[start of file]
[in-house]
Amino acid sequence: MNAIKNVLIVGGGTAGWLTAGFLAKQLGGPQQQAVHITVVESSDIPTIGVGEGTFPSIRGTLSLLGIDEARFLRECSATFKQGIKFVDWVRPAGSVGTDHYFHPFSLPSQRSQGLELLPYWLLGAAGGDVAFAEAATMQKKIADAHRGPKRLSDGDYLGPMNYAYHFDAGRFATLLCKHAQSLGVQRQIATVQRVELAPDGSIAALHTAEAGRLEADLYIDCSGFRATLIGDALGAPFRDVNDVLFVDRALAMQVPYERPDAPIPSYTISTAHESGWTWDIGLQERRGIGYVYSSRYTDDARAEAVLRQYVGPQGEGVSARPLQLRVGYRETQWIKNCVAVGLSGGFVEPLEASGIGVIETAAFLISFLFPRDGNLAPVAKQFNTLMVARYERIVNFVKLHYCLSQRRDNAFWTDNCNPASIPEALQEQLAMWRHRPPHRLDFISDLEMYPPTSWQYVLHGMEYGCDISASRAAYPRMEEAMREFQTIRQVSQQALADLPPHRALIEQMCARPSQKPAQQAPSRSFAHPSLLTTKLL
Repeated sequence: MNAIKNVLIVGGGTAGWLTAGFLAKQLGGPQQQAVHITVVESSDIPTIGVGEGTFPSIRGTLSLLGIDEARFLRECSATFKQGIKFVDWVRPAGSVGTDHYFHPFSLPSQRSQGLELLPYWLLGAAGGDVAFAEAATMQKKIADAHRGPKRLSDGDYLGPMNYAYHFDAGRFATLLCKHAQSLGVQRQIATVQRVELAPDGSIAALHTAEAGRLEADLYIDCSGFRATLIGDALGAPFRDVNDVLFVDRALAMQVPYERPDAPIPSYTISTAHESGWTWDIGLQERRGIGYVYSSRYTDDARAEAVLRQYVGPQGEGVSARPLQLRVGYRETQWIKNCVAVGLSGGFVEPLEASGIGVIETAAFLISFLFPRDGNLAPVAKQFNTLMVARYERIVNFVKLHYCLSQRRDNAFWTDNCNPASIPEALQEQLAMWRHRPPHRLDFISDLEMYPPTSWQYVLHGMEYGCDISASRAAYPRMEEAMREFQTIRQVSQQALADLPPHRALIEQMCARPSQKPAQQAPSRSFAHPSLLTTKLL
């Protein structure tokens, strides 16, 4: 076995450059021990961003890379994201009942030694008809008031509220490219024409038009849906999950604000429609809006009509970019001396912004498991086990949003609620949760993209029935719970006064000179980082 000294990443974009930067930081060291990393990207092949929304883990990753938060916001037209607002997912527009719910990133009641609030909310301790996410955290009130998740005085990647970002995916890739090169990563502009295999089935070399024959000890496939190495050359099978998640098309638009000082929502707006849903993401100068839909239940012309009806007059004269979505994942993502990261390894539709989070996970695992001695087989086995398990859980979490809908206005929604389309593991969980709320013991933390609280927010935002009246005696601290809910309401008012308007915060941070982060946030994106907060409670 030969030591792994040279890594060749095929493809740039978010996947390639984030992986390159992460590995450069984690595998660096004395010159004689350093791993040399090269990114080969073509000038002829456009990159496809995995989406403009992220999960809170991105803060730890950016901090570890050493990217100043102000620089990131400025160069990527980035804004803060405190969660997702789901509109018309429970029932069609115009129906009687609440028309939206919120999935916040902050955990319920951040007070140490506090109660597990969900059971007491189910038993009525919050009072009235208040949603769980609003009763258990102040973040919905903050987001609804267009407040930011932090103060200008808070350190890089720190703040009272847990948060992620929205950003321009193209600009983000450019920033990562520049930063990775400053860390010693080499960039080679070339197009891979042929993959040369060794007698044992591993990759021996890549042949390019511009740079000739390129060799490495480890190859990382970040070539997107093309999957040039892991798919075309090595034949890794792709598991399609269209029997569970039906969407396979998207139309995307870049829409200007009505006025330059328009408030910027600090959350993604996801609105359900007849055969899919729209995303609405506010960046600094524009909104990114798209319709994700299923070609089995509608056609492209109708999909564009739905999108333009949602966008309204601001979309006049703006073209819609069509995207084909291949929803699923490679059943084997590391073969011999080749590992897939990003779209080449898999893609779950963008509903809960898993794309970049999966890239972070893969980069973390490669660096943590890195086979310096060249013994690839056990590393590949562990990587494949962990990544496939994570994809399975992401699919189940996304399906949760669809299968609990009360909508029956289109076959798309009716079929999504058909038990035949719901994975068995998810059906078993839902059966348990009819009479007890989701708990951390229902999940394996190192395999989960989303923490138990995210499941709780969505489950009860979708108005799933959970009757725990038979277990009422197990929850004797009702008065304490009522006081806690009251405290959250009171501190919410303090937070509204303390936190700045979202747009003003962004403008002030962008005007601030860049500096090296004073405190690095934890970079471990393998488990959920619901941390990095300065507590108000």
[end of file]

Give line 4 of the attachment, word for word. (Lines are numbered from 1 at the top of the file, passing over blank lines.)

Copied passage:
């Protein structure tokens, strides 16, 4: 076995450059021990961003890379994201009942030694008809008031509220490219024409038009849906999950604000429609809006009509970019001396912004498991086990949003609620949760993209029935719970006064000179980082 000294990443974009930067930081060291990393990207092949929304883990990753938060916001037209607002997912527009719910990133009641609030909310301790996410955290009130998740005085990647970002995916890739090169990563502009295999089935070399024959000890496939190495050359099978998640098309638009000082929502707006849903993401100068839909239940012309009806007059004269979505994942993502990261390894539709989070996970695992001695087989086995398990859980979490809908206005929604389309593991969980709320013991933390609280927010935002009246005696601290809910309401008012308007915060941070982060946030994106907060409670 030969030591792994040279890594060749095929493809740039978010996947390639984030992986390159992460590995450069984690595998660096004395010159004689350093791993040399090269990114080969073509000038002829456009990159496809995995989406403009992220999960809170991105803060730890950016901090570890050493990217100043102000620089990131400025160069990527980035804004803060405190969660997702789901509109018309429970029932069609115009129906009687609440028309939206919120999935916040902050955990319920951040007070140490506090109660597990969900059971007491189910038993009525919050009072009235208040949603769980609003009763258990102040973040919905903050987001609804267009407040930011932090103060200008808070350190890089720190703040009272847990948060992620929205950003321009193209600009983000450019920033990562520049930063990775400053860390010693080499960039080679070339197009891979042929993959040369060794007698044992591993990759021996890549042949390019511009740079000739390129060799490495480890190859990382970040070539997107093309999957040039892991798919075309090595034949890794792709598991399609269209029997569970039906969407396979998207139309995307870049829409200007009505006025330059328009408030910027600090959350993604996801609105359900007849055969899919729209995303609405506010960046600094524009909104990114798209319709994700299923070609089995509608056609492209109708999909564009739905999108333009949602966008309204601001979309006049703006073209819609069509995207084909291949929803699923490679059943084997590391073969011999080749590992897939990003779209080449898999893609779950963008509903809960898993794309970049999966890239972070893969980069973390490669660096943590890195086979310096060249013994690839056990590393590949562990990587494949962990990544496939994570994809399975992401699919189940996304399906949760669809299968609990009360909508029956289109076959798309009716079929999504058909038990035949719901994975068995998810059906078993839902059966348990009819009479007890989701708990951390229902999940394996190192395999989960989303923490138990995210499941709780969505489950009860979708108005799933959970009757725990038979277990009422197990929850004797009702008065304490009522006081806690009251405290959250009171501190919410303090937070509204303390936190700045979202747009003003962004403008002030962008005007601030860049500096090296004073405190690095934890970079471990393998488990959920619901941390990095300065507590108000």